Wednesday, July 10, 2013

Tenement (1985): Survival of the Cruelest

Tenement 1985 game of survival movie reviewAfter the landlord of a rundown apartment building has a nefarious street gang arrested for squatting in the basement and harassing the tenants, the gang returns to take back what they believe is theirs, and they won’t be going about it nicely. In fact, they utilize unspeakably violent tactics, including rape and murder, as they push the tenants to the point where they have no choice other than to fight back.  

Directed by prominent cult/porn filmmaker, Roberta Findlay, Tenement Is a true cinematic stain of a film that does exactly what a good exploitation film should do: it entertains as much as it offends. Tenement is dirty; it’s scuzzy; it’s grimy in a fashion that bleach backs away from it in frustration. The South Bronx setting gives a front row view of New York at its absolute trashiest, with areas that are so rundown, so broken down and so beat down that it makes the post apocalypse seem livable in comparison. Even the apartment complex is a complete and total shithole, barely being worthy of the rats and roaches that infest its crumbling, graffiti ridden walls.   

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The location is the perfect setting for a sleazy street gang, and the gang in Tenement is as sleazy and fun as it gets. Led by the imposingly silent leader Chaco (Enrique Sandino), the gang members are nothing short of crude to anyone unlucky enough to cross their leather-clad path. Amongst the group are a number of recognizable genre faces, including Dan Snow, who would be most familiar to people as ‘Cigar Face’ from the Toxic Avenger movies. B-Movie actress Karen Russell plays Chula, the gangs’ only female member, who isn’t even as much a member as she’s there to be constantly ridiculed, groped and abused at the whim of the other gang members.

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If there is any one actor who stands out in Tenement, however, it is Paul Calderon as Hector. While Chaco is the gang’s leader (and he’s certainly a better leader than he is a speaker), it is Hector who is easily the most vicious and frightening member of the group. He’s just a notch or two under Last House on the Left’s Krug in terms of the impact he makes when he’s on screen, and I will credit that to Calderon, who gives a fantastic performance. Hector has an absolutely terrifying look about him, spending much of the film with his skin stained with the glistening blood of his numerous victims, never once bothering to take a moment to wipe any of it away. Instead, he opts to let it dry on his flesh like it’s his uniform; a uniform made of plasma and death.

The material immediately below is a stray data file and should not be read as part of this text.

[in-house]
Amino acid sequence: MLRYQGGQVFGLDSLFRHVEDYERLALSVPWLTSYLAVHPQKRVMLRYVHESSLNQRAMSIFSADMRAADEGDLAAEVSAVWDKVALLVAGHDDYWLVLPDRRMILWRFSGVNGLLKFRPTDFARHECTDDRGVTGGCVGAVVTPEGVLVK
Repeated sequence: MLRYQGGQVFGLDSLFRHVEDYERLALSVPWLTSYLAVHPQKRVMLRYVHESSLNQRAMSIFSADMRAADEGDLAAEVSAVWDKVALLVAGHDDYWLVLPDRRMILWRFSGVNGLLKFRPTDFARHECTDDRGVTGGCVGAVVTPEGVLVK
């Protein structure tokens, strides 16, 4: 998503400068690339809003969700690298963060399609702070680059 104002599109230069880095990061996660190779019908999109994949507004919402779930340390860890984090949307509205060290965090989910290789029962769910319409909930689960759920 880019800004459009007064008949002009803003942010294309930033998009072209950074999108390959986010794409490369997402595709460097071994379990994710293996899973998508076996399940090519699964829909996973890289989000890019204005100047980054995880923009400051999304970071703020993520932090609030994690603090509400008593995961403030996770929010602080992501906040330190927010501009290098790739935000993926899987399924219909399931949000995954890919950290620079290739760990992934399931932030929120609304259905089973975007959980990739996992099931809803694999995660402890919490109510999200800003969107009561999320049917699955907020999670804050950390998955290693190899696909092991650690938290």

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Tenement is the type of film that’s not at all afraid to “go there.” It quickly becomes very apparent that no one person is safe. The elderly, the handicapped, children, animals, and even a pregnant woman are potential victims of their brutality. The interesting thing about Tenement to me, though, is the fact that these tenants are trapped in this hell hole as a result of the cards they've been dealt in life. Many of them are too poor or simply too old to escape this prison where the guards are made up of ferocious, mean spirited gang members. And really, that's about as raw a deal as one person can get. Being trapped in the rundown, unsanitary conditions of the tenement is bad enough, but having to deal with a bunch of punks who have taken what little they do have and destroyed it is simply too much for any one person to deal with. They aren't just fighting back because they have no choice; they're fighting back because it's the only thing they have left. It's the last stand for the tenants who have been plagued by an affliction that has nearly depleted them.

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Seeing as Tenement is a low-budget exploitation film, it does have a nice helping of unavoidable cheese layered throughout, which certainly adds to the flavor of this slice of ‘80s trash. However, cheese or not, I’m not at all surprised that Tenement received a very legitimate X rating when it was released. The film is nearly as offensive and brutal as some of the most well-known exploitation films, and I could argue that it deserves the notoriety and attention of those films, too. Tenement is much like wallowing in that small space behind a toilet in the restroom of a metal club, and as awful and grotesque as that all sounds, it certainly makes for a solid, true exploitation movie.


  1. Because of the content, is this the kind of film you're not likely to see on TV but likely to see at a convention vendor table?

    It sounds like it strikes a nice balance as an exploitation film. Not all exploits, not all social commentary.

    Great review!

    1. This one is definitely vendor table material, Ashlee. In fact, I actually bought the DVD at a convention 5 or 6 years back!

      Happy you dug the review, and I do hope more people who like this type of cinema give Tenement a watch... it's extremely underrated when it comes to the genre.


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